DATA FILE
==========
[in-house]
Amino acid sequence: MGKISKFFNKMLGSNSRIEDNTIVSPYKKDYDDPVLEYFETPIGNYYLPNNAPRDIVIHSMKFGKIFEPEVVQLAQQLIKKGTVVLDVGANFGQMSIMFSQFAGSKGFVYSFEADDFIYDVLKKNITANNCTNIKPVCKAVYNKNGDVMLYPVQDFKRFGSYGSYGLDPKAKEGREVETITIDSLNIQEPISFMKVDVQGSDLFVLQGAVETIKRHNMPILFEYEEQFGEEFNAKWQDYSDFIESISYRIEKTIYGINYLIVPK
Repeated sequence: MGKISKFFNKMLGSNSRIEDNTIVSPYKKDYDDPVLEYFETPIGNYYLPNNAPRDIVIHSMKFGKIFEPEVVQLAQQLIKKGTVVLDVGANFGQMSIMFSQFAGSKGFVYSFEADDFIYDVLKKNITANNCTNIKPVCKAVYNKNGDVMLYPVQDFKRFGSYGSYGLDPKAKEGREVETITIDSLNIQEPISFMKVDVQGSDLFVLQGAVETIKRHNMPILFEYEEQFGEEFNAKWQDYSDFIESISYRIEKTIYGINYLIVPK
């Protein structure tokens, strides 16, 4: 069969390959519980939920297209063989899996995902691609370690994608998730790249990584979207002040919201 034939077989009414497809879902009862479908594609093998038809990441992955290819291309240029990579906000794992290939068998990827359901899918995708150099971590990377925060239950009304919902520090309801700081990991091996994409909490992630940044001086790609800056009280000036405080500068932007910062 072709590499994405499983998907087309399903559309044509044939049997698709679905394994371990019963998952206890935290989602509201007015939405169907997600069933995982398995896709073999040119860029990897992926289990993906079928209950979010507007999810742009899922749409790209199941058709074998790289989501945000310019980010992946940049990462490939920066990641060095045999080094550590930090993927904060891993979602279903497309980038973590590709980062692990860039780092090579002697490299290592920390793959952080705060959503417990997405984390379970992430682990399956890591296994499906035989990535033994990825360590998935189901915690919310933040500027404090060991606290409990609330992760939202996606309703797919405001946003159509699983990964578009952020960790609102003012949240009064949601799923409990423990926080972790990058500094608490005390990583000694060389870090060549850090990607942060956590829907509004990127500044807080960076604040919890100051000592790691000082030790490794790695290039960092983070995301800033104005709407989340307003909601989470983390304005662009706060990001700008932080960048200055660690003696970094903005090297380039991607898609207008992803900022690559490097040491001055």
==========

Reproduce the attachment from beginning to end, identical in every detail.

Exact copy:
[in-house]
Amino acid sequence: MGKISKFFNKMLGSNSRIEDNTIVSPYKKDYDDPVLEYFETPIGNYYLPNNAPRDIVIHSMKFGKIFEPEVVQLAQQLIKKGTVVLDVGANFGQMSIMFSQFAGSKGFVYSFEADDFIYDVLKKNITANNCTNIKPVCKAVYNKNGDVMLYPVQDFKRFGSYGSYGLDPKAKEGREVETITIDSLNIQEPISFMKVDVQGSDLFVLQGAVETIKRHNMPILFEYEEQFGEEFNAKWQDYSDFIESISYRIEKTIYGINYLIVPK
Repeated sequence: MGKISKFFNKMLGSNSRIEDNTIVSPYKKDYDDPVLEYFETPIGNYYLPNNAPRDIVIHSMKFGKIFEPEVVQLAQQLIKKGTVVLDVGANFGQMSIMFSQFAGSKGFVYSFEADDFIYDVLKKNITANNCTNIKPVCKAVYNKNGDVMLYPVQDFKRFGSYGSYGLDPKAKEGREVETITIDSLNIQEPISFMKVDVQGSDLFVLQGAVETIKRHNMPILFEYEEQFGEEFNAKWQDYSDFIESISYRIEKTIYGINYLIVPK
């Protein structure tokens, strides 16, 4: 069969390959519980939920297209063989899996995902691609370690994608998730790249990584979207002040919201 034939077989009414497809879902009862479908594609093998038809990441992955290819291309240029990579906000794992290939068998990827359901899918995708150099971590990377925060239950009304919902520090309801700081990991091996994409909490992630940044001086790609800056009280000036405080500068932007910062 072709590499994405499983998907087309399903559309044509044939049997698709679905394994371990019963998952206890935290989602509201007015939405169907997600069933995982398995896709073999040119860029990897992926289990993906079928209950979010507007999810742009899922749409790209199941058709074998790289989501945000310019980010992946940049990462490939920066990641060095045999080094550590930090993927904060891993979602279903497309980038973590590709980062692990860039780092090579002697490299290592920390793959952080705060959503417990997405984390379970992430682990399956890591296994499906035989990535033994990825360590998935189901915690919310933040500027404090060991606290409990609330992760939202996606309703797919405001946003159509699983990964578009952020960790609102003012949240009064949601799923409990423990926080972790990058500094608490005390990583000694060389870090060549850090990607942060956590829907509004990127500044807080960076604040919890100051000592790691000082030790490794790695290039960092983070995301800033104005709407989340307003909601989470983390304005662009706060990001700008932080960048200055660690003696970094903005090297380039991607898609207008992803900022690559490097040491001055």